Family of Fort Hood Victim Says He Was Friends with Shooter
(KILLEEN, Texas) — When Spc. Ivan Lopez went on a shooting rampage last Wednesday, killing three and wounding 16 at Fort Hood, there was at least one victim he knew: Pvt. Deon Josephs.
Josephs’ twin siblings, Deirdra and Darren Josephs, say Lopez and their brother were “friends.”
“The shooter was from his same unit,” Darren Josephs told ABC News in an interview.
“The bullet is still in the back of his neck,” Deirdra Josephs said, adding that they have been told that until Deon’s condition improves, “it’s too dangerous to operate to get it out.”
The family says Deon Josephs was given a “50/50 chance” of survival when he arrived at the hospital. They say he was shot in the back, the bullet traveled up his spine, chipped an upper bone in the back, and hit a major artery.
The Josephs say he’s lucky the bullet didn’t hit his spine, but his spinal cord is “affected” and although he can move his fingers and toes right now “recovery will be a long, long process.”
The siblings said their 31-year-old older brother had dreamed of joining the Army since he was a child, realizing that dream when he finished boot camp and became active duty in November. He was planning on being a career officer.
“I wasn’t scared because he really wanted to do it, he really wanted to fight for our country, be a soldier,” his sister said, adding her brother is a “fighter.”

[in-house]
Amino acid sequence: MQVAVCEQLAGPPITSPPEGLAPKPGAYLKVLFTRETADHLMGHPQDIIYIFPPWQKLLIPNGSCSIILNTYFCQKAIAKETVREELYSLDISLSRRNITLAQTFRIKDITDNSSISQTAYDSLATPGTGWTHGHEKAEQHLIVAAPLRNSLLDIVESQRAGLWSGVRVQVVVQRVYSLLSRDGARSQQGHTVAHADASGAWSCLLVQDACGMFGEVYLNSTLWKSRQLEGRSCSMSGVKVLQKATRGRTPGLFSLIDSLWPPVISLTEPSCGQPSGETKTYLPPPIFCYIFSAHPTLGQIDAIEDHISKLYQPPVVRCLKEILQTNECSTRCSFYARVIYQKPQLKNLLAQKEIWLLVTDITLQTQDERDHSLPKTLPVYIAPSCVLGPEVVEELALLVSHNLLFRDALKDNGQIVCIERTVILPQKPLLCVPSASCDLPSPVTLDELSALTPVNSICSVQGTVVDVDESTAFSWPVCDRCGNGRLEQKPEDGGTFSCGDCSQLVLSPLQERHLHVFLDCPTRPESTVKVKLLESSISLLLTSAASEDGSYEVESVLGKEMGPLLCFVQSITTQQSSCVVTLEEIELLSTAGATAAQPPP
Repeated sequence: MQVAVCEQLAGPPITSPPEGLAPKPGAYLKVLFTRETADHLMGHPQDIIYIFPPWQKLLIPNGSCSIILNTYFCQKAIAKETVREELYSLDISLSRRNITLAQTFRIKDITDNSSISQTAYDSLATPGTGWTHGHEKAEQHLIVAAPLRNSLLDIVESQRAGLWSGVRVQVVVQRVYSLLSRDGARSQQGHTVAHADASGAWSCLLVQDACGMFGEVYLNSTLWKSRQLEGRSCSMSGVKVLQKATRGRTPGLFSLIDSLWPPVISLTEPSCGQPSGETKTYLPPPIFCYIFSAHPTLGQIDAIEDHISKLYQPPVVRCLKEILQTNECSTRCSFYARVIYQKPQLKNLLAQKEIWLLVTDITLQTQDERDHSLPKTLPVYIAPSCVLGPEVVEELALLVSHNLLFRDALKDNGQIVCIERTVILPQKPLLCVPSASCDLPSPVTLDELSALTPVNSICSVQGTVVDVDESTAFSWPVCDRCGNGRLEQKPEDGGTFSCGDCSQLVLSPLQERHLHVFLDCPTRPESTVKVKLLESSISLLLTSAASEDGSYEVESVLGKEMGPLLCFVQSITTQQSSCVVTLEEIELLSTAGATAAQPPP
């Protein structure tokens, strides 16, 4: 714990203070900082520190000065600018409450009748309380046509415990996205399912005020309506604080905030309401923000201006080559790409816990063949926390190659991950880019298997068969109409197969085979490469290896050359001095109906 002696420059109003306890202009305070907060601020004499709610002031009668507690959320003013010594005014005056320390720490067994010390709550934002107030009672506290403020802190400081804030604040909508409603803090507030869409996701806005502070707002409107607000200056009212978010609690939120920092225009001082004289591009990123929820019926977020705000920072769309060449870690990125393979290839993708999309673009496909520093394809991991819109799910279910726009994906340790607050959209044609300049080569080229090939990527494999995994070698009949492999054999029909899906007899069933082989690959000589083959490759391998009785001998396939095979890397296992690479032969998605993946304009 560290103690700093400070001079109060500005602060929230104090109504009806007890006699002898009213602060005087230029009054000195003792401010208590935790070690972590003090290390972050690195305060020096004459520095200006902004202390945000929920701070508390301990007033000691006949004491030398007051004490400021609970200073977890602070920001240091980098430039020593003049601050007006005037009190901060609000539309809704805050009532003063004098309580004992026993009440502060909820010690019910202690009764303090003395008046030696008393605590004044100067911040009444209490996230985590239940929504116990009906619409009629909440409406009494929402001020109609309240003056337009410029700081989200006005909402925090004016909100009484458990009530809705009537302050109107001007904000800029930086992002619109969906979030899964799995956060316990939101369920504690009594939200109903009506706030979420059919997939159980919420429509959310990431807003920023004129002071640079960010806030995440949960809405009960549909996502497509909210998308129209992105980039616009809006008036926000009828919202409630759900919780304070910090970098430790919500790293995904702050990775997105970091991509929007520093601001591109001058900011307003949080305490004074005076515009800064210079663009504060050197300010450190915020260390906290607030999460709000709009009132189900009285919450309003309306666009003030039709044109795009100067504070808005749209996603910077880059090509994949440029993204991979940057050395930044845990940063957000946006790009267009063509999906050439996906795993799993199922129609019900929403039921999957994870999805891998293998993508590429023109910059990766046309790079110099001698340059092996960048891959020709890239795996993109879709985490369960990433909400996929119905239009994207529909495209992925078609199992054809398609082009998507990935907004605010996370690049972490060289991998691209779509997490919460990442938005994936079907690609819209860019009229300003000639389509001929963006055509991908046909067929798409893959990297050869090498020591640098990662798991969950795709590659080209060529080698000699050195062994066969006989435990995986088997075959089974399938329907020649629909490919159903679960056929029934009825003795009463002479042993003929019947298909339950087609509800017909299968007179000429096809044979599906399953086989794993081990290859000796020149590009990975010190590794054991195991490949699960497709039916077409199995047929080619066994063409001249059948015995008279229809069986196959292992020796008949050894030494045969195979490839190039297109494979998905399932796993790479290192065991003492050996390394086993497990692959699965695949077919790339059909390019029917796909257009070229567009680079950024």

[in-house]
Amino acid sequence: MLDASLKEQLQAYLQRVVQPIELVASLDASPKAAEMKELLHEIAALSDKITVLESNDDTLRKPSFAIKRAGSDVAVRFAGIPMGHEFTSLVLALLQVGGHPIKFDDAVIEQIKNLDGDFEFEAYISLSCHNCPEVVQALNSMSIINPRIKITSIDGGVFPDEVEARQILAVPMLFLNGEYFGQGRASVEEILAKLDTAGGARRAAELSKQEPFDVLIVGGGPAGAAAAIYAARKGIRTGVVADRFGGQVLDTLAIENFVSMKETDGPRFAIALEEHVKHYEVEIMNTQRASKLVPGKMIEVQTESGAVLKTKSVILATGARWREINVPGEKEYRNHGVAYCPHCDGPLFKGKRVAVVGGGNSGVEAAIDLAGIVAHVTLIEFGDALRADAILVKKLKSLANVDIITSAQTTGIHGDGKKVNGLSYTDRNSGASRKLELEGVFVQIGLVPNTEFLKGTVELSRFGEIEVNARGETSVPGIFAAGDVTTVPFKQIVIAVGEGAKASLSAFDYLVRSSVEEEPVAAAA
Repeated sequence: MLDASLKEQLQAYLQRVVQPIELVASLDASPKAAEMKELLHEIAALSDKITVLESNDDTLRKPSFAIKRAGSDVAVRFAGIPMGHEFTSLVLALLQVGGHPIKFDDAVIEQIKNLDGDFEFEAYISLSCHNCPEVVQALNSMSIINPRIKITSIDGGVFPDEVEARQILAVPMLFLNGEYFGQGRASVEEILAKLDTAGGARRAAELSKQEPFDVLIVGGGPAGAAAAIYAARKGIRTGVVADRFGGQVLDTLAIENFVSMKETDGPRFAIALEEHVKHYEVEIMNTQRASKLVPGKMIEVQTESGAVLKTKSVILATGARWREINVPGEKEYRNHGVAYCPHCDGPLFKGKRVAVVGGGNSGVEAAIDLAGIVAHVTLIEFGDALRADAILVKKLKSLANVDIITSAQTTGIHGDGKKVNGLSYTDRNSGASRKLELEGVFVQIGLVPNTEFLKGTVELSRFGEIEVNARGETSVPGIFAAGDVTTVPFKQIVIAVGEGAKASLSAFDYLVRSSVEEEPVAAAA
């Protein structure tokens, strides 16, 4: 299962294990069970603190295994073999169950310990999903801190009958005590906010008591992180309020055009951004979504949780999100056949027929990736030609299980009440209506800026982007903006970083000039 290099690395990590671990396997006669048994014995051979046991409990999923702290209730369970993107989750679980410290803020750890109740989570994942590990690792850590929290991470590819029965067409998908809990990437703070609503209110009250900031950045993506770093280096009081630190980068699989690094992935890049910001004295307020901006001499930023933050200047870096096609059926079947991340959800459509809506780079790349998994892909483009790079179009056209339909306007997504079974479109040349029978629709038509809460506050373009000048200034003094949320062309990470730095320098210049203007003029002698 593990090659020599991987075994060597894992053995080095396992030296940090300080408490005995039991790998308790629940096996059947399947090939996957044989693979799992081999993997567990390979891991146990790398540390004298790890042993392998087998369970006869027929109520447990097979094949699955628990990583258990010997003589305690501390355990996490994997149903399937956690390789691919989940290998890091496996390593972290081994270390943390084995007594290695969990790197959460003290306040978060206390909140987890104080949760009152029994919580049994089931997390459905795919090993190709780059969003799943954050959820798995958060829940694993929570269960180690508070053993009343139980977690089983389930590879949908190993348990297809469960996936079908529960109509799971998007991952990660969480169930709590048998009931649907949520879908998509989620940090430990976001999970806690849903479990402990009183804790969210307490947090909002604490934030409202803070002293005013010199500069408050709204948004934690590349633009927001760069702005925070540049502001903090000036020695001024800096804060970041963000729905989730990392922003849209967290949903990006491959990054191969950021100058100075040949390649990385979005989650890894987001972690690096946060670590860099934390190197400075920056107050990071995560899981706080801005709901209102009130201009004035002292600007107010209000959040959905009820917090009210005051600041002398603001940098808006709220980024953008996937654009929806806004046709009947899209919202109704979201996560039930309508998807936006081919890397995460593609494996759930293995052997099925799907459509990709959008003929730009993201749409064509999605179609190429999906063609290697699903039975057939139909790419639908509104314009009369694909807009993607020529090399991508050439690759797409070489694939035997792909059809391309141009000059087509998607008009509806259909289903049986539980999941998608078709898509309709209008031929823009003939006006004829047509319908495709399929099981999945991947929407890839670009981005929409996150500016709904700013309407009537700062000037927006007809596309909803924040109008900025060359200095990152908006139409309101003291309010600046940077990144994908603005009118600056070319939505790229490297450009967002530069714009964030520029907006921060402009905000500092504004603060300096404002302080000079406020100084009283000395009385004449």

Their mother called Deirdra when she heard the news last Wednesday, but Deirdra thought the nightmare would be impossible, telling their mom, “No, he’s fine, he’s fine, he couldn’t be part of this.” But their phone calls and text messages went unanswered.
“That’s all I hope for is that he’s able to walk again and that he can stay in the Army, because that’s his dream is to be in the Army, and to move up in rank,” Darren Josephs said. “So it’s a possibility he could regain all function and stay in the Army, but it’s just too soon to know what’s going to happen.”
Before the rampage, Lopez became enraged when an employee would not give him a leave of absence form, asking him to come back the next day. He returned moments later, but this time with a gun.
This weekend a new timeline was released by Fort Hood, detailing that lessons learned from the 2009 shooting may have sped up the response Wednesday. It showed that the first 911 call took place at 4:16 p.m. at the first medical brigade building. Lopez then got in to his car, firing as he drove.
After more than two blocks, Lopez got out of his car where he was confronted by a female military police officer. She fired at him and he then turned the gun on himself.
At 4:20 p.m., four minutes after that first 911 call, first responders arrived at the scene, and by 4:43 p.m., the entire base was on lockdown. It took nearly four hours until that lockdown was finally lifted.
The memorial service for the Fort Hood shooting is scheduled for Wednesday. On Sunday, the White House announced both President Obama and the first lady would attend.
Josephs’ family has started a website to raise money for expenses at gofundme.com.
Copyright 2014 ABC News Radio